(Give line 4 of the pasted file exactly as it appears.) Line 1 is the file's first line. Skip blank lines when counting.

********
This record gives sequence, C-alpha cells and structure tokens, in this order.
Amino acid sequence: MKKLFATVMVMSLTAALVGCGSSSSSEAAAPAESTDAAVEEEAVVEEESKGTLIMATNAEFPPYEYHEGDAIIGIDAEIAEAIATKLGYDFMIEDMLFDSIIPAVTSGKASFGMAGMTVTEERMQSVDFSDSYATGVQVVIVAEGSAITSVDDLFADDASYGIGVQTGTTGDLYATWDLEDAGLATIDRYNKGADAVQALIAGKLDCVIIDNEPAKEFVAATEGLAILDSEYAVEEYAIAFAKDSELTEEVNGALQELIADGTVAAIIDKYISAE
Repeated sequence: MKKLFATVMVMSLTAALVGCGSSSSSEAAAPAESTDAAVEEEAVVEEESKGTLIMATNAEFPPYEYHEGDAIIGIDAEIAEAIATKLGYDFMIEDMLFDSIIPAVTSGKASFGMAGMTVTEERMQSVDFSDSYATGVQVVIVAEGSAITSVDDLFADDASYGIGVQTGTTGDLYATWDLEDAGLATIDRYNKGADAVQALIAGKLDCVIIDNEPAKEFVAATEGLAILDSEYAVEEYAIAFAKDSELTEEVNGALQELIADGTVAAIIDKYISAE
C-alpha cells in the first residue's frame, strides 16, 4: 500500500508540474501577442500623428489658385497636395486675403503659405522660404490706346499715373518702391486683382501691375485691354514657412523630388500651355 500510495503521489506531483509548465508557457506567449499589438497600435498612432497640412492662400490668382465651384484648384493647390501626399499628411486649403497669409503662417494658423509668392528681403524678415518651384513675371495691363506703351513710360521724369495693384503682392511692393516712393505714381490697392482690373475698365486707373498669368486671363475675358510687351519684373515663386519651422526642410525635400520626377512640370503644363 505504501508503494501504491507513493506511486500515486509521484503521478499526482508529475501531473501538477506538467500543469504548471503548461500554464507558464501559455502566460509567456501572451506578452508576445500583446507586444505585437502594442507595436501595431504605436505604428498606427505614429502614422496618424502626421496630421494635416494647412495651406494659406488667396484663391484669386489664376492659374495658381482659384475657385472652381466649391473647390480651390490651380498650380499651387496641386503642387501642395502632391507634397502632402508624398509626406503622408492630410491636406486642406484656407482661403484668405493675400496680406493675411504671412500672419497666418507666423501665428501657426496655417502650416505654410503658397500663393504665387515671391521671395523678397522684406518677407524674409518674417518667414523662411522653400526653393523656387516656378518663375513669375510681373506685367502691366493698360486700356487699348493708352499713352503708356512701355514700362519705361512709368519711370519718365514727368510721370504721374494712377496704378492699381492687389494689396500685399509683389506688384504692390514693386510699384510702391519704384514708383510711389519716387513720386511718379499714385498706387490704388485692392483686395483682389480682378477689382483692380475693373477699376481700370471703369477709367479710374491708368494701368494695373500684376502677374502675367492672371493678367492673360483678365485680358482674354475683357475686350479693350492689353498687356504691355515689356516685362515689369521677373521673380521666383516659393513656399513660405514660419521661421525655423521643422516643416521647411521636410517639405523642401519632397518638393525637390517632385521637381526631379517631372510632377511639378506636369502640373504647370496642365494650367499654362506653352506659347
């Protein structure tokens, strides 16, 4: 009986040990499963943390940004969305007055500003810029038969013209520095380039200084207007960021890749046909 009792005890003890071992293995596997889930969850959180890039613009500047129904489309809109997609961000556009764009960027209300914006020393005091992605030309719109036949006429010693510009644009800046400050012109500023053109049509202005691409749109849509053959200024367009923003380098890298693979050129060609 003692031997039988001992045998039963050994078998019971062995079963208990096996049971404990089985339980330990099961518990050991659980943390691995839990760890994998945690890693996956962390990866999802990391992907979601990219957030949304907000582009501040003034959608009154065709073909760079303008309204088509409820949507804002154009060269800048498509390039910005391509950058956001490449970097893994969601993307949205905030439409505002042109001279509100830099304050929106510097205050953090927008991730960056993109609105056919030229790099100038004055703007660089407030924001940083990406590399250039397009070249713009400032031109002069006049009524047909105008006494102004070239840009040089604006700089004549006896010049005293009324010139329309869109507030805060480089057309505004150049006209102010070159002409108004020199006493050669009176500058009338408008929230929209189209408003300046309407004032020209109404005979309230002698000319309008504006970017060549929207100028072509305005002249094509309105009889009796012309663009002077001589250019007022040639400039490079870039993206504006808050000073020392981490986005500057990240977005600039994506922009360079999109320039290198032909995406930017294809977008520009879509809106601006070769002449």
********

C-alpha cells in the first residue's frame, strides 16, 4: 500500500508540474501577442500623428489658385497636395486675403503659405522660404490706346499715373518702391486683382501691375485691354514657412523630388500651355 500510495503521489506531483509548465508557457506567449499589438497600435498612432497640412492662400490668382465651384484648384493647390501626399499628411486649403497669409503662417494658423509668392528681403524678415518651384513675371495691363506703351513710360521724369495693384503682392511692393516712393505714381490697392482690373475698365486707373498669368486671363475675358510687351519684373515663386519651422526642410525635400520626377512640370503644363 505504501508503494501504491507513493506511486500515486509521484503521478499526482508529475501531473501538477506538467500543469504548471503548461500554464507558464501559455502566460509567456501572451506578452508576445500583446507586444505585437502594442507595436501595431504605436505604428498606427505614429502614422496618424502626421496630421494635416494647412495651406494659406488667396484663391484669386489664376492659374495658381482659384475657385472652381466649391473647390480651390490651380498650380499651387496641386503642387501642395502632391507634397502632402508624398509626406503622408492630410491636406486642406484656407482661403484668405493675400496680406493675411504671412500672419497666418507666423501665428501657426496655417502650416505654410503658397500663393504665387515671391521671395523678397522684406518677407524674409518674417518667414523662411522653400526653393523656387516656378518663375513669375510681373506685367502691366493698360486700356487699348493708352499713352503708356512701355514700362519705361512709368519711370519718365514727368510721370504721374494712377496704378492699381492687389494689396500685399509683389506688384504692390514693386510699384510702391519704384514708383510711389519716387513720386511718379499714385498706387490704388485692392483686395483682389480682378477689382483692380475693373477699376481700370471703369477709367479710374491708368494701368494695373500684376502677374502675367492672371493678367492673360483678365485680358482674354475683357475686350479693350492689353498687356504691355515689356516685362515689369521677373521673380521666383516659393513656399513660405514660419521661421525655423521643422516643416521647411521636410517639405523642401519632397518638393525637390517632385521637381526631379517631372510632377511639378506636369502640373504647370496642365494650367499654362506653352506659347